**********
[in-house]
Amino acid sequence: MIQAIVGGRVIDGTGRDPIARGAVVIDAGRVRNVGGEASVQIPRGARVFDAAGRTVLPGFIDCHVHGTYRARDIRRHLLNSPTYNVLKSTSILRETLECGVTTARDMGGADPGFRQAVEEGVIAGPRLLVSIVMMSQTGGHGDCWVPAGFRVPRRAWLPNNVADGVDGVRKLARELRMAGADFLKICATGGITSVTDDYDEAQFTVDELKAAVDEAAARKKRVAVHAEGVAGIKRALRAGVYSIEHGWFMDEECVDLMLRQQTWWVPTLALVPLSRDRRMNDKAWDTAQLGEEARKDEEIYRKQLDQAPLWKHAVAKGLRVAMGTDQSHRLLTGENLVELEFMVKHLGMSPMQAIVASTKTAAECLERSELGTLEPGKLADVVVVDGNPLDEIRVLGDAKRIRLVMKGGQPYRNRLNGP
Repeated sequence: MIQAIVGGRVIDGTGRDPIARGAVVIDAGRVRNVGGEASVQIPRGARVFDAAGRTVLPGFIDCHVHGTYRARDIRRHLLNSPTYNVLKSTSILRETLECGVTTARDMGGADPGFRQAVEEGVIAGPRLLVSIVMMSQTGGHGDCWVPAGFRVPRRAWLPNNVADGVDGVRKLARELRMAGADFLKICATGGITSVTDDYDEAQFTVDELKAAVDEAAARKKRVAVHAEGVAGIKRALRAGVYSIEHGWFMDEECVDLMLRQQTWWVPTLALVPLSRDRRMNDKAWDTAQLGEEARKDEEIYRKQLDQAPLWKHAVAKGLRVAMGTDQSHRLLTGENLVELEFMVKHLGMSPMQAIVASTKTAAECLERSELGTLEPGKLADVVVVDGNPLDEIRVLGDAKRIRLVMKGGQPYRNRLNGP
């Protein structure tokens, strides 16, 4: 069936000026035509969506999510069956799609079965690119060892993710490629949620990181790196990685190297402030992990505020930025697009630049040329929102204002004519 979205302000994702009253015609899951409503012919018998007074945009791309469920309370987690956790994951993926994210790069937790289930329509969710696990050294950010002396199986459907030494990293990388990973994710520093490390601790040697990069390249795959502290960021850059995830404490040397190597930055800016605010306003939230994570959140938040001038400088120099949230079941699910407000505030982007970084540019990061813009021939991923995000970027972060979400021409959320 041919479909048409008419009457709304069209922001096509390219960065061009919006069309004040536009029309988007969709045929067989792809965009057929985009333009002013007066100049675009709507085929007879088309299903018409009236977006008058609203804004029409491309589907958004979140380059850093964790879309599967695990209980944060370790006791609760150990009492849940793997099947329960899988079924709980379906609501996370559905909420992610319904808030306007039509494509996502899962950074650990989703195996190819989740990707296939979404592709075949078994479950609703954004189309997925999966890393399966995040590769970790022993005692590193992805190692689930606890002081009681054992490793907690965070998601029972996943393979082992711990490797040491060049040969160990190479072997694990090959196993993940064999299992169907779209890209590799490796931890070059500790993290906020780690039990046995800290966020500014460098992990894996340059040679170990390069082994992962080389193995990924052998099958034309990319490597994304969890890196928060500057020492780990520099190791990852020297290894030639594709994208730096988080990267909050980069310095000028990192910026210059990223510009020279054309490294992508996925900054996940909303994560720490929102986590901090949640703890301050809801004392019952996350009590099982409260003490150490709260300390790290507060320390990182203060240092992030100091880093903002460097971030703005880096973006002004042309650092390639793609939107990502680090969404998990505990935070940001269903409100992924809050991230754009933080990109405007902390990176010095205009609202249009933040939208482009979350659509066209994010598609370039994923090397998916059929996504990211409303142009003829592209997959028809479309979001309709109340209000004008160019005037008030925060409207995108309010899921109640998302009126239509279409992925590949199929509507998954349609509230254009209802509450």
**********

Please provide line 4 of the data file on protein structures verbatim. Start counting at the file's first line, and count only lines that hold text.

């Protein structure tokens, strides 16, 4: 069936000026035509969506999510069956799609079965690119060892993710490629949620990181790196990685190297402030992990505020930025697009630049040329929102204002004519 979205302000994702009253015609899951409503012919018998007074945009791309469920309370987690956790994951993926994210790069937790289930329509969710696990050294950010002396199986459907030494990293990388990973994710520093490390601790040697990069390249795959502290960021850059995830404490040397190597930055800016605010306003939230994570959140938040001038400088120099949230079941699910407000505030982007970084540019990061813009021939991923995000970027972060979400021409959320 041919479909048409008419009457709304069209922001096509390219960065061009919006069309004040536009029309988007969709045929067989792809965009057929985009333009002013007066100049675009709507085929007879088309299903018409009236977006008058609203804004029409491309589907958004979140380059850093964790879309599967695990209980944060370790006791609760150990009492849940793997099947329960899988079924709980379906609501996370559905909420992610319904808030306007039509494509996502899962950074650990989703195996190819989740990707296939979404592709075949078994479950609703954004189309997925999966890393399966995040590769970790022993005692590193992805190692689930606890002081009681054992490793907690965070998601029972996943393979082992711990490797040491060049040969160990190479072997694990090959196993993940064999299992169907779209890209590799490796931890070059500790993290906020780690039990046995800290966020500014460098992990894996340059040679170990390069082994992962080389193995990924052998099958034309990319490597994304969890890196928060500057020492780990520099190791990852020297290894030639594709994208730096988080990267909050980069310095000028990192910026210059990223510009020279054309490294992508996925900054996940909303994560720490929102986590901090949640703890301050809801004392019952996350009590099982409260003490150490709260300390790290507060320390990182203060240092992030100091880093903002460097971030703005880096973006002004042309650092390639793609939107990502680090969404998990505990935070940001269903409100992924809050991230754009933080990109405007902390990176010095205009609202249009933040939208482009979350659509066209994010598609370039994923090397998916059929996504990211409303142009003829592209997959028809479309979001309709109340209000004008160019005037008030925060409207995108309010899921109640998302009126239509279409992925590949199929509507998954349609509230254009209802509450």